If goals are too reliant on outside forces to succeed, it indicates there was some significantly poor planning during that phase of developing the marketing strategy.

Appropriately Aligned Business Plans

Marketing strategies need to be aligned with a company’s business plan, which should be oriented toward supporting the success of those strategies. A business plan discusses many important issues pertinent to a business’ success.

The business concept discuses how a product will help drive the business’ success, the marketplace section describes the potential customers the product will appeal to and the financial section includes projected financials and how much revenue will be necessary for the company to break even.

Just at a glance, it should be clear that a company’s business plan has several overlapping sections within a marketing plan. A business plan goes into much greater depth about a wide range of factors, such as financial factors, while a marketing plan goes into greater depth about the goals of a marketing campaign and the tactics that will be used to achieve those.

However, both plans discuss who the audience for the business will be, how they can be reached and what can motivate them to buy from the business.

Aligning the two plans is critical if a business wants to succeed. Marketing plans reference business plans, drawing upon the already identified audience to inform the development of advertisements.

When these plans are not aligned, it can lead to the creation of a marketing plan that does not appeal to the business's target customer base. This can lead to marketing that conflicts with the company’s already established image and confuses consumers about whether or not the product is for them.

Returning to SWOT Analysis

As indicated above, the control phase of a marketing strategy is inherently a review of an existing plan’s performance, suggesting that things can go poorly from the planning phase. To ensure that a plan is well-developed, it’s important to perform an assessment of the company, typically through a SWOT analysis.

This analysis begins with an attempt to identify the company’s strengths, such as the uniqueness of the brand, the leadership behind the company and the position of the company’s stores in desirable locations.

Weaknesses of the company are then assessed; these can include things like a lack of necessary capital or limited brand recognition in certain markets. Threats to the company should also be listed, such as new laws that may impact production, the entrance of new competitors into the market or a poorly launched product that fails to capture an audience from the start. For marketers trying to increase sales of a product, however, it is the opportunities section of the analysis that may be the most attractive. The opportunities section includes various ways in which a company is primed for growth, such as a growing target audience that can be marketed to.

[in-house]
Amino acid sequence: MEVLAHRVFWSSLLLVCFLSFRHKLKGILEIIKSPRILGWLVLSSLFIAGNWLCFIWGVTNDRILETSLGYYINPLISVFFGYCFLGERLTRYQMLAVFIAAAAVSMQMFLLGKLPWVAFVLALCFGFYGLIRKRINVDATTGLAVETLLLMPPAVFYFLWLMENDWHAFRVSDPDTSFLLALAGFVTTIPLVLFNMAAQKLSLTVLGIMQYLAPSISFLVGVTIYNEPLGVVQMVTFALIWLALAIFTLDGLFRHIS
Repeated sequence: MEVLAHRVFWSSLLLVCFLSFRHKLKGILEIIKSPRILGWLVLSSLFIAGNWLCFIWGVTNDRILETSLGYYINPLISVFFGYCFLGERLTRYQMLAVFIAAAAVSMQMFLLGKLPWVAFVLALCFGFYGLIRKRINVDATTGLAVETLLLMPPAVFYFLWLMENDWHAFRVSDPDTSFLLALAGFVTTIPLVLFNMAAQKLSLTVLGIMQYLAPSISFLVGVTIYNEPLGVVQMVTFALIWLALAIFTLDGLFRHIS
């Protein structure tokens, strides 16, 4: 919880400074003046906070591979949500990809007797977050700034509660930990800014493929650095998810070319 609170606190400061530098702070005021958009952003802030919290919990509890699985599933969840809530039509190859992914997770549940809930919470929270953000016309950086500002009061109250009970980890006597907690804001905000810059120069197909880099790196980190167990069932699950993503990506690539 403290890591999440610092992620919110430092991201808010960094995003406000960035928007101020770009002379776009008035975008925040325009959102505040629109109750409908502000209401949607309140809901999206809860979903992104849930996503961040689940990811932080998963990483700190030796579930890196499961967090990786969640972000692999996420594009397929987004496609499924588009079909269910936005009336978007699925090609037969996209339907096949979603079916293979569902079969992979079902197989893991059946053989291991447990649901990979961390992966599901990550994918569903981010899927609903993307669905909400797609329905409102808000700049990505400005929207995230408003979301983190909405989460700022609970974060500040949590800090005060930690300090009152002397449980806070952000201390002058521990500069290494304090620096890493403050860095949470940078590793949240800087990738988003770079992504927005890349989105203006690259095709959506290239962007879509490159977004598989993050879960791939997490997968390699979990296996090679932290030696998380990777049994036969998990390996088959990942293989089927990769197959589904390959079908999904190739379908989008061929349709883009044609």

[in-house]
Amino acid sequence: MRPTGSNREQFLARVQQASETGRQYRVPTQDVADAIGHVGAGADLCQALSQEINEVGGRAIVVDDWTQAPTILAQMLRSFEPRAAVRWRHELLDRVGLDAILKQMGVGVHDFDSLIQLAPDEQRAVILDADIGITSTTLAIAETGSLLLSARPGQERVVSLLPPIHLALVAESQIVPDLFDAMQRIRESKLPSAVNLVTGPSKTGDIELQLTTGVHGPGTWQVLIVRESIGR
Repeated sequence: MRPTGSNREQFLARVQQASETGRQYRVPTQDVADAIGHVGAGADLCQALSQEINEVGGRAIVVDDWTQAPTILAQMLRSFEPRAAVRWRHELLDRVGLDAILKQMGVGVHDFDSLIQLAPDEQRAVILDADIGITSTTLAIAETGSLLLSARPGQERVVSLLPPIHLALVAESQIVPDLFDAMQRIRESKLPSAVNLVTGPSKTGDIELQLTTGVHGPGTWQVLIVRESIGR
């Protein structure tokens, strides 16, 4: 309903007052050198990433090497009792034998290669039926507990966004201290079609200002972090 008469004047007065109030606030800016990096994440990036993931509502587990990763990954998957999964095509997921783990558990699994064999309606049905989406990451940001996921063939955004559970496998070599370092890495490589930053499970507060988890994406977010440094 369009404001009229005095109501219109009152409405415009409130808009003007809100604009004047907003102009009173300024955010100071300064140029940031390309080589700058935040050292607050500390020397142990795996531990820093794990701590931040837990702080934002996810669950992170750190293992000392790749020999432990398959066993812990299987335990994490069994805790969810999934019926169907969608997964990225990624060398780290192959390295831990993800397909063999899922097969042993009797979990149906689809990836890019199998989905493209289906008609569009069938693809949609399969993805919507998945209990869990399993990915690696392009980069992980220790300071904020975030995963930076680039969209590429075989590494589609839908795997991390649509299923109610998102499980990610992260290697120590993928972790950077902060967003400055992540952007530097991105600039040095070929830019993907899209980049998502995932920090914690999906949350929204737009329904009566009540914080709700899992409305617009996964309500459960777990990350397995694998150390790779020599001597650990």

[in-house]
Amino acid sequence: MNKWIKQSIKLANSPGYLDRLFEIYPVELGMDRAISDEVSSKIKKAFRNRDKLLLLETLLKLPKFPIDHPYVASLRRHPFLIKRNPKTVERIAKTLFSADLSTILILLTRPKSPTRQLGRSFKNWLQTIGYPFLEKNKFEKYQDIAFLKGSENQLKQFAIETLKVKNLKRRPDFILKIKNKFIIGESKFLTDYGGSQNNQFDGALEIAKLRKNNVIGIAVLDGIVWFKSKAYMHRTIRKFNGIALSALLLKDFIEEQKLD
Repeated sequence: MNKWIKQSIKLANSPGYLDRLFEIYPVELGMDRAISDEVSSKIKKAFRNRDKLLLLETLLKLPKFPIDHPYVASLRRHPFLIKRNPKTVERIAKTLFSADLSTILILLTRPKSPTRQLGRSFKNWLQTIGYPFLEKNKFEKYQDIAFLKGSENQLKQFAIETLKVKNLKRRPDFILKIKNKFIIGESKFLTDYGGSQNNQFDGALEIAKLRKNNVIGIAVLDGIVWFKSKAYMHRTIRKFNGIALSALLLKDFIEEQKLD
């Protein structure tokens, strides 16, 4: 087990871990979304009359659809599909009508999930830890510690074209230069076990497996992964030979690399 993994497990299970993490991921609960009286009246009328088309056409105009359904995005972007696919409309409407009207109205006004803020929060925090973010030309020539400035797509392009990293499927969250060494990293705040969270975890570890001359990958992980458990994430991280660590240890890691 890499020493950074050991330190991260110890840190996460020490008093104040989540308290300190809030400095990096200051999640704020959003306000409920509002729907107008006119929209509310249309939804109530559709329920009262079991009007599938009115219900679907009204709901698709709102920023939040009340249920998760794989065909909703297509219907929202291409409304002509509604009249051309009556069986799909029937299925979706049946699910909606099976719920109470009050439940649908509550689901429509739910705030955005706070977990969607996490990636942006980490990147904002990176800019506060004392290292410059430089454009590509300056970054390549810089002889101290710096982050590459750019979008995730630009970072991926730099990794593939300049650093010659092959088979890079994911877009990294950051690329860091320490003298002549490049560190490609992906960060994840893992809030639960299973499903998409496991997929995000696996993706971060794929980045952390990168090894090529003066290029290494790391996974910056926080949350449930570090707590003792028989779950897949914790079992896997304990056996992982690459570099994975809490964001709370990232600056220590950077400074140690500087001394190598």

During a control phase, if a product is underperforming, the SWOT analysis may need to be revisited to ensure that the audience targeted in the opportunities section is appropriate for the product.

Marketing Plan Samples

A marketing plan example can help to better understand how they work and the ways they help a company succeed. The plan should begin with an executive summary that states what the business is, its vision, the products and services that are offered and how the business stands out from its competition. Marketers can draw upon the business’s SWOT analysis to help identify ways to position the product uniquely among its competition.

The marketing plan should include both the executive summary to lead off followed by a presentation of the SWOT analysis, which can be followed by a presentation of the ideal target customer. Within this section, the marketing plan can go in-depth about potential customer breakdown, including gender, socioeconomic background, and other demographic factors.

It’s important to go beyond demographic factors when listing the ideal customer, however. Values, problems and interests of a consumer all inform the marketing strategy.

After specifying the ideal customer, the marketing strategy should describe objectives such as increased market share, brand loyalty and sales numbers, all of which can be tracked using KPIs. This should be followed with a breakdown of how budgeting will be allocated to the campaign and who will be responsible for the development of each part of that campaign. There may be a head individual charged with the overall project, but others will need to head up certain sections of the plan like social media campaign development and market research. The budgets for each section should be listed.

Marketing Strategy Summary

The control phase of marketing is an oversight phase that ensures marketing efforts are meeting target goals. By properly identifying a target audience, setting specific goals and using key performance indicators, a business can create a solid marketing plan to launch with. The control phase can then be used to review the plan and ensure that it is performing up to expectations.

To ensure that a marketing plan is on target, it is wise to make control phase checks on a periodic basis. This way, if something is not going to plan, the company will recognize this in time to react and put things back on track.